Comparing Breast Screening Protocols: Inserting Catch Trials Does Not Improve Sensitivity over Double Screening
AuthorChen, W; Howe, PDL
Source TitlePLoS One
PublisherPUBLIC LIBRARY SCIENCE
AffiliationMelbourne School of Psychological Sciences
Document TypeJournal Article
CitationsChen, W. & Howe, P. D. L. (2016). Comparing Breast Screening Protocols: Inserting Catch Trials Does Not Improve Sensitivity over Double Screening. PLOS ONE, 11 (10), https://doi.org/10.1371/journal.pone.0163928.
Access StatusOpen Access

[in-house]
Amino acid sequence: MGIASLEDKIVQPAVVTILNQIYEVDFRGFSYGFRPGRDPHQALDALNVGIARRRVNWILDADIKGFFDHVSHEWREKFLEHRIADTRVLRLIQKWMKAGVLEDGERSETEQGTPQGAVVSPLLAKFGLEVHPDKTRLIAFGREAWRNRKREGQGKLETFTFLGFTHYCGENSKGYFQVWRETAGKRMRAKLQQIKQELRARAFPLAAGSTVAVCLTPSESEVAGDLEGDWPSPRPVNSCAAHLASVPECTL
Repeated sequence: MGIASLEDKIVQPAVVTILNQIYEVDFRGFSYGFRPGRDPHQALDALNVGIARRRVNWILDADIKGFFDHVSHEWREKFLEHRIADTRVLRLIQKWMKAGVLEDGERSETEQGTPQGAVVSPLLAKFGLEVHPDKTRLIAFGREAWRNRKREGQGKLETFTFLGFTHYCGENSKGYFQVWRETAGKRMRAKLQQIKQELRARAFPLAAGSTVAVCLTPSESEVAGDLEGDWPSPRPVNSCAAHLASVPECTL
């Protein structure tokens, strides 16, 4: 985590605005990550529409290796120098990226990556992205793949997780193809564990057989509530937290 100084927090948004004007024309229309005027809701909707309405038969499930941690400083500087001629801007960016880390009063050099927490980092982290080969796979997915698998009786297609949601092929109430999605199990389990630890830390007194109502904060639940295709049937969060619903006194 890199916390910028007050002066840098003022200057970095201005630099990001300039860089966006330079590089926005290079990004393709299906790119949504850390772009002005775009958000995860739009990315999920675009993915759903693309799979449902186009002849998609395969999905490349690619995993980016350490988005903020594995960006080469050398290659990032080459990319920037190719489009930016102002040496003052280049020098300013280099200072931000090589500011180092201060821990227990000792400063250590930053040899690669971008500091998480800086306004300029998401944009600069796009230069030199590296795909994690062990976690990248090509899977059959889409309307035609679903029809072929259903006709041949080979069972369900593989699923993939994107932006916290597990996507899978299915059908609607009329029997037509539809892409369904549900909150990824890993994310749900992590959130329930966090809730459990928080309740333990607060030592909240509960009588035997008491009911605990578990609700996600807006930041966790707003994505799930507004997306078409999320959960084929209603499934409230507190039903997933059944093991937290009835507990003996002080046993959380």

Breast screening is an important tool for the early detection of breast cancers. However, tumours are typically present in less than 1% of mammograms. This low prevalence could cause radiologists to detect fewer tumours than they otherwise would, an issue known as the prevalence effect. The aim of our study was to investigate a novel breast screening protocol, designed to decrease the number of tumours missed by radiologists, without increasing their workload. We ran two laboratory-based experiments to assess the degree to which the novel protocol, called the catch trial (CT) protocol, resulted in greater sensitivity (d') than the double screener protocol (DS), currently utilised in Australia. In our first experiment we found evidence that the CT protocol resulted in a criterion shift relative to the DS protocol but the evidence that sensitivity was greater in the CT protocol relative to the DS protocol was less clear. A second experiment, using more realistic stimuli that were more representative of actual tumours, also failed to find convincing evidence that sensitivity was greater in the CT protocol than in the DS protocol. This experiment instead found that both the hit rate and the false alarm rate increased in the CT protocol relative to the DS protocol. So while there was again evidence that the CT protocol induced a criterion shift, the sensitivity appeared to be approximately the same in both protocols. Our results suggest the CT protocol is unlikely to result in an improvement in sensitivity over the DS protocol, so we cannot recommend that it be trialled in a clinical setting.
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